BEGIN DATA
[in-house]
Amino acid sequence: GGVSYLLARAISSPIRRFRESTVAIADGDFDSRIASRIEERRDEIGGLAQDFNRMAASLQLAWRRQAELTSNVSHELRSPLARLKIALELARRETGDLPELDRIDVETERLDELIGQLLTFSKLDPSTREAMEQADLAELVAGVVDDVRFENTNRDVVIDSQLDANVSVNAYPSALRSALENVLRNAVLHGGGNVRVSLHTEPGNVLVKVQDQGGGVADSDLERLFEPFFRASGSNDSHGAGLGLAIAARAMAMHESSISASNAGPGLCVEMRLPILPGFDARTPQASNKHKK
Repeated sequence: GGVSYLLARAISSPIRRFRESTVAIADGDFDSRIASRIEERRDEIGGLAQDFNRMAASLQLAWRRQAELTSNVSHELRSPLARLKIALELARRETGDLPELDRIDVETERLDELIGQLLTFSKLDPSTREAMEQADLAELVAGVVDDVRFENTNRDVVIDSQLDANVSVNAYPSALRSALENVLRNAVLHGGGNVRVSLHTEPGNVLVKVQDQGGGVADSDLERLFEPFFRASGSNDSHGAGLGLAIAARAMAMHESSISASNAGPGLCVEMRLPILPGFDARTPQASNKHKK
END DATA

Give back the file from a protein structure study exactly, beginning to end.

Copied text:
[in-house]
Amino acid sequence: GGVSYLLARAISSPIRRFRESTVAIADGDFDSRIASRIEERRDEIGGLAQDFNRMAASLQLAWRRQAELTSNVSHELRSPLARLKIALELARRETGDLPELDRIDVETERLDELIGQLLTFSKLDPSTREAMEQADLAELVAGVVDDVRFENTNRDVVIDSQLDANVSVNAYPSALRSALENVLRNAVLHGGGNVRVSLHTEPGNVLVKVQDQGGGVADSDLERLFEPFFRASGSNDSHGAGLGLAIAARAMAMHESSISASNAGPGLCVEMRLPILPGFDARTPQASNKHKK
Repeated sequence: GGVSYLLARAISSPIRRFRESTVAIADGDFDSRIASRIEERRDEIGGLAQDFNRMAASLQLAWRRQAELTSNVSHELRSPLARLKIALELARRETGDLPELDRIDVETERLDELIGQLLTFSKLDPSTREAMEQADLAELVAGVVDDVRFENTNRDVVIDSQLDANVSVNAYPSALRSALENVLRNAVLHGGGNVRVSLHTEPGNVLVKVQDQGGGVADSDLERLFEPFFRASGSNDSHGAGLGLAIAARAMAMHESSISASNAGPGLCVEMRLPILPGFDARTPQASNKHKK